‘I’m at an age now when I was expecting to be wearing slippers, but the reality is that I’m wearing sparkly shoes because I go ballroom dancing three times a week.
‘There’s a certain chemistry to putting on a pair of shoes. When I get them out of the box, I love to hold them and admire the seams, the buckles and sparkly bits.
‘Buying them is such a pleasure, too. While I’ve gone up and down in dress sizes over my lifetime, from a 12 to a 16, my shoe size always stays the same.
Pictured: Dr Daisy Mae with her impressive collection of shoes at her home in Hampshire
‘I find it impossible to buy just one pair. A few months ago, I bought five pairs of dancing shoes — costing around £50 each — in one go. You think: ‘I’ll have that colour and that one.’ Then after you get a few plain ones, you think, ‘I should have few glittery ones, too.’ ‘
There is another reason why women find shoes irresistible.
Professor Suzanne Ferriss, editor of the book, Footnotes: On Shoes, explains: ‘Shoes are a collector’s item, whether women perceive them that way or not.’
That’s just how Annie Cooper, 33, looks at her collection of over 100 pairs, which she displays on floor-to-ceiling shelves in the dressing area of her North London home.
They include Valentino sandals, Christian Louboutin stilettos, Fendi platforms and 40 pairs of trainers. The entire collection is worth more than £25,000.
Annie, an actress and mother-of-three, says: ‘I like to see my shoes displayed on my shelves, ready and waiting, like ornaments. And when I put them on I find them instantly mood-altering.
‘I walk differently, I hold my body differently and feel more confident. You feel like you can take on the world in the right pair of shoes. As Coco Chanel said: ‘A woman with a good pair of shoes is never ugly.’ I think that’s true.’
No matter how much they cost, Annie agrees there is less guilt attached to buying shoes, although she says it helps that her husband Chris, a property developer, loves footwear as much as she does.
‘I think buying shoes is different from other clothes. It’s a present to yourself that instantly makes you feel a million dollars. There’s the experience of unwrapping them from the box, taking off the tissue paper, smelling them, and feeling the crisp new leather.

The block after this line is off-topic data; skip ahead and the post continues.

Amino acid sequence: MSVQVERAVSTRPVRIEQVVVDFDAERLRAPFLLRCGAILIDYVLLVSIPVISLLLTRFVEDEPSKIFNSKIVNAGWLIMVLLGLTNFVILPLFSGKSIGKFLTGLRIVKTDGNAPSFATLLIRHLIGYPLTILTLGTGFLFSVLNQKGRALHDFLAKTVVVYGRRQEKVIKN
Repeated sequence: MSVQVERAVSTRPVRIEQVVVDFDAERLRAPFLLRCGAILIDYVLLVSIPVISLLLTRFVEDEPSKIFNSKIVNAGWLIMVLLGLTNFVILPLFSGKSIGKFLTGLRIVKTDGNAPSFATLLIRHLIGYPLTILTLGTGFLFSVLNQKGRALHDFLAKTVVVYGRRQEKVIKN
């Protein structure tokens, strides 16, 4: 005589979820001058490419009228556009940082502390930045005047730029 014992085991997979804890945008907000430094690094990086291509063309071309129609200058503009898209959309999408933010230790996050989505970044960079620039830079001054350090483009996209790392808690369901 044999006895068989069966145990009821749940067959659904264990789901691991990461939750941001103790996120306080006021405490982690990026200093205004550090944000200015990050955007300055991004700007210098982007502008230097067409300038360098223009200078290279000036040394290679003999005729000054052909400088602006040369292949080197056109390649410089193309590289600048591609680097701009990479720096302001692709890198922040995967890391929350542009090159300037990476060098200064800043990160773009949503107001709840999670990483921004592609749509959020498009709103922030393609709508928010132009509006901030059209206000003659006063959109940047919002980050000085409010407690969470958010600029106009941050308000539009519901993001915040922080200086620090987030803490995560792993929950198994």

‘A new designer pair is something you can keep for ever and I justify buying them because I’m hoping my daughters will one day enjoy my collection as much as I do.’
In her mind, Annie’s pre- lockdown weekly shopping trips to Selfridges and Bond Street were like ‘the thrill of the chase’— and she says she is never tempted to kick them off on a night out.
‘No matter how much pain I’m in, they don’t come off until I get home. If I took them off, it would make me feel half-dressed. The pain is never anything another glass of a champagne won’t help.’
Yet Katie Owen points out that many women have ‘a strange relationship’ with their top-end designer high heels, which sometimes borders on the unhealthy.
‘When it comes to footwear, women will compromise comfort for style and suffer pain and lasting damage to their feet to be seen in the ‘right pair’ which they wouldn’t do with anything else in their wardrobe.’
Yet, stilettos definitely have some advantages. Researchers at the Université de Bretagne-Sud in France found that women who dropped their gloves or asked for help completing a survey in the street were more likely get help from passing men if they wore high heels instead of flat shoes.
This may be down to the fact that high heels force women to adopt a primal mating pose called lordosis, according to anthropologists, which makes their bottoms sick out up to 25 per cent more.
Allan Pease, author of Why Men Don’t Have A Clue And Women Always Need More Shoes says women’s love of footwear is so deeply embedded it also appears to cross cultures.
‘On average female Inuit own four pairs of snowshoes to every pair that men own.’
The start of the modern love affair with shoes came when the high heel was born in around the 14th century when Venetian prostitutes started adding cork platforms to their shoes to be head and shoulders above the competition and attract more customers.
Yet it was the arrival of the American TV series Sex And The City — centred around fashionable, stiletto-lover Carrie Bradshaw —more than two decades ago which turned footwear into a cultural fetish, according to Rebecca Shawcross, author of Shoes: An Illustrated History.
‘Before then, there had always been a fascination with shoes but this series gave it the stamp of approval.’
And, says psychologist Diana Parkinson, new shoes of any kind are just as much a sign of status today as they were for women hundreds of years ago.
‘If you’re spending a reasonable amount, there will be a sales assistant bringing loads of boxes and kneeling at your feet. Even though we don’t have maids any more, it evokes the feeling of being waited on hand and foot.’
Beyond that, the most common reason shoes give us pleasure is because they are the items of clothing we can most easily admire ourselves wearing, just as Katie Porter does in her bedroom.
Diana says: ‘To see the rest of your outfit, you have to look in the mirror. If you’re wearing a good pair of shoes, you can get a kick just by looking down.
‘They are like works of art at the ends of our feet.’